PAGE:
Step 3: This step was actually not necessary. However, when you look at the chart below, you should notice the category other. In fact, it consolidates the other three types of assaults: *Peace Officer Wpn/Cbh, Force/Thrt/Impede, and Aggravated Assault Avails Pros in the range from 251 to 12. As you can see, the values are marginal (compared to Assaults of 62194). Since the categories were overlaying in the initial plot, I have decided to consolidate them. I iterated over the rows in values_assault with the aim to rename the key of the value in offence smaller than 1500. I had to save it as pd.DataFrame object because of the following step.

Step 4: Since the purpose of the whole procedure was to plot the data with labels and values, it was essential to store the values in the exact index order as the labels: sort_values("offence",ascending=False). In this step, I was grouping the data according to index. It is because values_assault was originally a Series object. However, after I stored it as pd.DataFrame object, I had to use index because key is strictly associated with Series objects.

Step 5: I saved the index values, i.e. the categories of assault, as strings.

To wrap it up, the goal of these 5 steps was to store the values and labels separately in the same order to facilitate visualization.

crime_assault = crime[crime["offence"].str.contains('ASSAULT', flags=re.IGNORECASE, regex=True)] #Step 1.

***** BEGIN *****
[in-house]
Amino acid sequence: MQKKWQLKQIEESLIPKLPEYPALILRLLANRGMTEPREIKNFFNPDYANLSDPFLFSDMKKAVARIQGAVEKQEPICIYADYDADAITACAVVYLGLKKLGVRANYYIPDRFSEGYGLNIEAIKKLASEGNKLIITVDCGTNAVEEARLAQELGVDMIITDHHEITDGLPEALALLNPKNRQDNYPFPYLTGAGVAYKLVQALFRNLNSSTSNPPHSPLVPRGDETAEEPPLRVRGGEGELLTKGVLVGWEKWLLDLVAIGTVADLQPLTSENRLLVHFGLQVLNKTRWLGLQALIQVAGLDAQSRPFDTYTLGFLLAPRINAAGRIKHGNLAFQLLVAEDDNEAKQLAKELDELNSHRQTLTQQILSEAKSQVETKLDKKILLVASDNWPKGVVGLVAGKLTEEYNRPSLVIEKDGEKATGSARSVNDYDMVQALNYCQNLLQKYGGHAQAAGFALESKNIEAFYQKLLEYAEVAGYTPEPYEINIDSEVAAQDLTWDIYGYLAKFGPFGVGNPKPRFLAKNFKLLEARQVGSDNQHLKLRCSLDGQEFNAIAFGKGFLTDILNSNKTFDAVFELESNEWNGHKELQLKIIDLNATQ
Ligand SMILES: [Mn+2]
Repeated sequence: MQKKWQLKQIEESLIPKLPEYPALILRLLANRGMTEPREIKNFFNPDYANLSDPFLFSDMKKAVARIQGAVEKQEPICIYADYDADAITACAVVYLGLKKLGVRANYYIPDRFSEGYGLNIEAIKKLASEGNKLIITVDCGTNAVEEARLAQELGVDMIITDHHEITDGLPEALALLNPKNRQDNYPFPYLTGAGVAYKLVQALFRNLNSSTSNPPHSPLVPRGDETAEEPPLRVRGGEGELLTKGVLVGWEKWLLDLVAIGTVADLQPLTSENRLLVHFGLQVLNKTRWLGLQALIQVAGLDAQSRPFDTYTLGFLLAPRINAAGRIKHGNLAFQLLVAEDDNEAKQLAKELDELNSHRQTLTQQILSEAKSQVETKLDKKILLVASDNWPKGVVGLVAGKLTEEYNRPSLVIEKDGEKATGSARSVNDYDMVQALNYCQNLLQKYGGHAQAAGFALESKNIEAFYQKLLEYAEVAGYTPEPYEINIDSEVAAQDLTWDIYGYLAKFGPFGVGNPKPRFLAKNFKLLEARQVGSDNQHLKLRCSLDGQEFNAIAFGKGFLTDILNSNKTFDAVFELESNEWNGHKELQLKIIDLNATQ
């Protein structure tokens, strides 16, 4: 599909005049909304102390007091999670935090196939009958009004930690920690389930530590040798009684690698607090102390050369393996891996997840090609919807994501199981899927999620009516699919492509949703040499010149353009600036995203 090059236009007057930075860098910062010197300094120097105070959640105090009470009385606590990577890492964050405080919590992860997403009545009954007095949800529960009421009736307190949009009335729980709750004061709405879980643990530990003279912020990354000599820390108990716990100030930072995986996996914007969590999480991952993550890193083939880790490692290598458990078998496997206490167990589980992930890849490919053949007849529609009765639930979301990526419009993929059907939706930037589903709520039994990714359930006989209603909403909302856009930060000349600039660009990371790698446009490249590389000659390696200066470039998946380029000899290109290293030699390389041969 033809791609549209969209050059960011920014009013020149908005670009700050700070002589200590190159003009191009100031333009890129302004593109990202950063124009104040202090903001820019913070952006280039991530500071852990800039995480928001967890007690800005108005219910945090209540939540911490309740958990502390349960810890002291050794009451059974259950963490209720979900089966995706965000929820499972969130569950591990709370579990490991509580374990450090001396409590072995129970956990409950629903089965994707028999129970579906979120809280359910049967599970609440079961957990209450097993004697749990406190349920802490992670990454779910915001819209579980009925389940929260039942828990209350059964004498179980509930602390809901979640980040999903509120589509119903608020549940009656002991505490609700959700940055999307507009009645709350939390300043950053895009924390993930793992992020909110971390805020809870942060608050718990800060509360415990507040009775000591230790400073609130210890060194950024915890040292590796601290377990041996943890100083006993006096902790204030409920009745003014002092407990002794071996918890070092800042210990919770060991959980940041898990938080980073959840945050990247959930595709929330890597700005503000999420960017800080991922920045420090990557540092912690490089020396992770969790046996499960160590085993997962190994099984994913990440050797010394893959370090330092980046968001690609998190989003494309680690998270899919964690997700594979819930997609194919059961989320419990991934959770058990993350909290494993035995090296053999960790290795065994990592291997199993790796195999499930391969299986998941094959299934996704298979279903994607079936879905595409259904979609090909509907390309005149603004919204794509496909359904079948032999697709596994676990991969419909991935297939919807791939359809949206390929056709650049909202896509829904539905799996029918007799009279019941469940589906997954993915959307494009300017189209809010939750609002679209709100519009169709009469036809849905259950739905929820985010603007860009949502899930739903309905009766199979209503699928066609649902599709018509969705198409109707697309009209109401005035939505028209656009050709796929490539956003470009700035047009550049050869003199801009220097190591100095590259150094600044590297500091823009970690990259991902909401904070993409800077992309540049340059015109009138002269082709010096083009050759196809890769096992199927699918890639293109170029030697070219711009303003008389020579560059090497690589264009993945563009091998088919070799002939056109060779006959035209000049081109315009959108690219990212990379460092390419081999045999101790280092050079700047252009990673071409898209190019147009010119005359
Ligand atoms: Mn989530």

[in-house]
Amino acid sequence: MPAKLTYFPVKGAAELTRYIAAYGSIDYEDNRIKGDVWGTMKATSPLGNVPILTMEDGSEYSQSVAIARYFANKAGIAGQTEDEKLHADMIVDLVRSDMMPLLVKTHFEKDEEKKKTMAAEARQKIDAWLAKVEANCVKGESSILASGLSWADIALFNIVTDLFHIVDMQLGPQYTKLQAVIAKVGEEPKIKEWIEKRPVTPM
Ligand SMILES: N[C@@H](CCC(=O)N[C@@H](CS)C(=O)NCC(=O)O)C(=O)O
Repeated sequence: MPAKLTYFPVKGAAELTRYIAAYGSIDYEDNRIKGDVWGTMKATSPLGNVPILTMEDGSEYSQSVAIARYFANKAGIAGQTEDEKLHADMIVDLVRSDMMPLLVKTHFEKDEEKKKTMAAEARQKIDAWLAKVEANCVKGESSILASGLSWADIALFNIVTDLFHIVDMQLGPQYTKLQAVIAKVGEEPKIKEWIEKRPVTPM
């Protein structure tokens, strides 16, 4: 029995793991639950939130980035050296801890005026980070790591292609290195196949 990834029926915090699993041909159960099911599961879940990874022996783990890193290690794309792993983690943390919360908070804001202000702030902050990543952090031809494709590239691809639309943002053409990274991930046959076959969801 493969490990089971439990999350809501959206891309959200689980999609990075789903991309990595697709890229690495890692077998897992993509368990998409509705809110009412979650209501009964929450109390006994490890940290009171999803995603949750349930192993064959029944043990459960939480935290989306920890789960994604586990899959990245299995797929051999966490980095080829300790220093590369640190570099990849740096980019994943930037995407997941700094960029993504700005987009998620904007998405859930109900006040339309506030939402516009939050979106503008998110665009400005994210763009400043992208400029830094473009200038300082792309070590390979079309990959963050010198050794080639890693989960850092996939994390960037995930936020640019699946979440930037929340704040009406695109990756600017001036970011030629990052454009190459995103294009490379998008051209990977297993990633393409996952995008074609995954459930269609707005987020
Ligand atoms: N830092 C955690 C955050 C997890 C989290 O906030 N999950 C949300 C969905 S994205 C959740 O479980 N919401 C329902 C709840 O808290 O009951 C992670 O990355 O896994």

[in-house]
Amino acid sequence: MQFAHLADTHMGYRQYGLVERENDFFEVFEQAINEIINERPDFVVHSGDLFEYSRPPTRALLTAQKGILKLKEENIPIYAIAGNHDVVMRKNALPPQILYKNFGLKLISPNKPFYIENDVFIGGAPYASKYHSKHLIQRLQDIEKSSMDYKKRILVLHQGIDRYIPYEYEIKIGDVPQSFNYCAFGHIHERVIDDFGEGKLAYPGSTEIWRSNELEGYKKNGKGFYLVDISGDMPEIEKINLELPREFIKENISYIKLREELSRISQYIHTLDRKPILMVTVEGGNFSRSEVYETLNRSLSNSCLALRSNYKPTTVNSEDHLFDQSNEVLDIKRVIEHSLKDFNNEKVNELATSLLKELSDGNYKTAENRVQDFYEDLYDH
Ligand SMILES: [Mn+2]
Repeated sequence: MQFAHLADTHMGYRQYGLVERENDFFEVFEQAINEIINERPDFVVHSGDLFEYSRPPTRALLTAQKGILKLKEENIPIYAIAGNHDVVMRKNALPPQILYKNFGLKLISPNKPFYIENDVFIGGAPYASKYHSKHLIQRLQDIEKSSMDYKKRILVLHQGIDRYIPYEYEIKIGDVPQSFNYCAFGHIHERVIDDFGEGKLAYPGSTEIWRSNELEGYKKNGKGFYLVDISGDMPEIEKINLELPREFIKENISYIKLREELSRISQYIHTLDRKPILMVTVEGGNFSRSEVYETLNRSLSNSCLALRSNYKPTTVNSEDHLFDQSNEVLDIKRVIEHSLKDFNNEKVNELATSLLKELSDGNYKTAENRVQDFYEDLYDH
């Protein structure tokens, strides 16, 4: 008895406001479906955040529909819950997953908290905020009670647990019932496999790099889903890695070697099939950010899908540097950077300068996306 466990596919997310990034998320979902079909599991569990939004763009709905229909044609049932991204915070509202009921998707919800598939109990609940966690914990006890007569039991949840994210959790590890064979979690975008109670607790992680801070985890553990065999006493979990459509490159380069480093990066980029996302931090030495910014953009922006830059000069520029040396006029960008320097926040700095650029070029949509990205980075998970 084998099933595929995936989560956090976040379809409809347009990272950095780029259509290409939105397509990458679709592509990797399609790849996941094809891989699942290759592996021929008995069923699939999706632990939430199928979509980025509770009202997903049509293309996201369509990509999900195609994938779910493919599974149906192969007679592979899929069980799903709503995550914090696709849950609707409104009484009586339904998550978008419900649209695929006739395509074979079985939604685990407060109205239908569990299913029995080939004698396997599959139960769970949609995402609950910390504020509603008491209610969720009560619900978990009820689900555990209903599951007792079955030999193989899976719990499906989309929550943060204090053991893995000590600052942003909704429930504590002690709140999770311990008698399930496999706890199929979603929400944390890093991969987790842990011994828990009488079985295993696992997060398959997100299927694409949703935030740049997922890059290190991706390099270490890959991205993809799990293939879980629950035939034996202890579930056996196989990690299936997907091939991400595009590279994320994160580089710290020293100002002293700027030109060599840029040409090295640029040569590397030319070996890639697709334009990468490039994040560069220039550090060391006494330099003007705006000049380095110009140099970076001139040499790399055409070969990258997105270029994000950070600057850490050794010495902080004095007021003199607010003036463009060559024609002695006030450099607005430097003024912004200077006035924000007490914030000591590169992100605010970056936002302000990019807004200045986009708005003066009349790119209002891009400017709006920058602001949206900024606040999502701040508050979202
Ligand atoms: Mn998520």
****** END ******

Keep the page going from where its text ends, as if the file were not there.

values_assault = crime_assault["offence"].value_counts() #Step 2.

for key,value in values_assault.iteritems(): #Step 3.
    if value < 1500:
       values_assault= pd.DataFrame(values_assault.rename({key: "other"}))

values_assault=values_assault.groupby(values_assault.index).sum().sort_values("offence",ascending=False) #Step 4.

labels_assault = values_assault.index #Step 5.


As I already said, I wanted to generate an appealing visualization. I took inspiration from Kevin Amipara and his article called “A better visualization of Pie charts by MatPlotLib”.

The only changes I have made was to 1) plotting the two plots in subplots, and 2) adding the legends.

plt.figure(num=None, figsize=(15, 12))

##############################   Crime    ################################
plt.pie(values_crime, autopct='%1.1f%%', pctdistance=0.85, startangle=90, explode = [0.05]*labels_crime.shape[0])

    #draw circle
centre_circle = plt.Circle((0,0),0.70,fc='white')
fig = plt.gcf()

plt.title("Share of Criminal Offences in Toronto",size=20)

    # Equal aspect ratio ensures that pie is drawn as a circle

##############################   Assault   ################################
plt.pie(values_assault, autopct='%1.1f%%',pctdistance=0.85, startangle=90, explode = [0.05]*labels_assault.shape[0])
    #draw circle
centre_circle = plt.Circle((0,0),0.70,fc='white')
fig = plt.gcf()

plt.title("Share of Assaults in Toronto",size=20)

    # Equal aspect ratio ensures that pie is drawn as a circle

As you can see from the left chart (Criminal Offences), Torontians experience assaults most of the time. Assaults represent over 50% of the criminal activity in the city. Furthermore, “Break and Enter” represents 21% of the activity.

Looking at the right plot (Assaults), you can infer more interesting facts. Firstly, 17% of the assaults are conducted with a weapon. Specifically, if you happened to be assaulted in Toronto, there is a 17% chance you were threaten by weapon. Unfortunately, I cannot infer the share of fire guns regarding these assaults. And according to “Assault Bodily Harm”, a person assaulted is 5% more likely to be bodily harmed.

Mapping Crime

Since my family is visiting me soon from Europe, I was already concerned for their safety. I thought it would be effective to find places with high criminal density, so I can avoid them with my family. There are two ways in which you can do it: 1) Utilize longitude and latitude coordinates as axis 2) Use a model (e.g. folium) and plot crime on a map

Longitude and Latitude on x and y Axis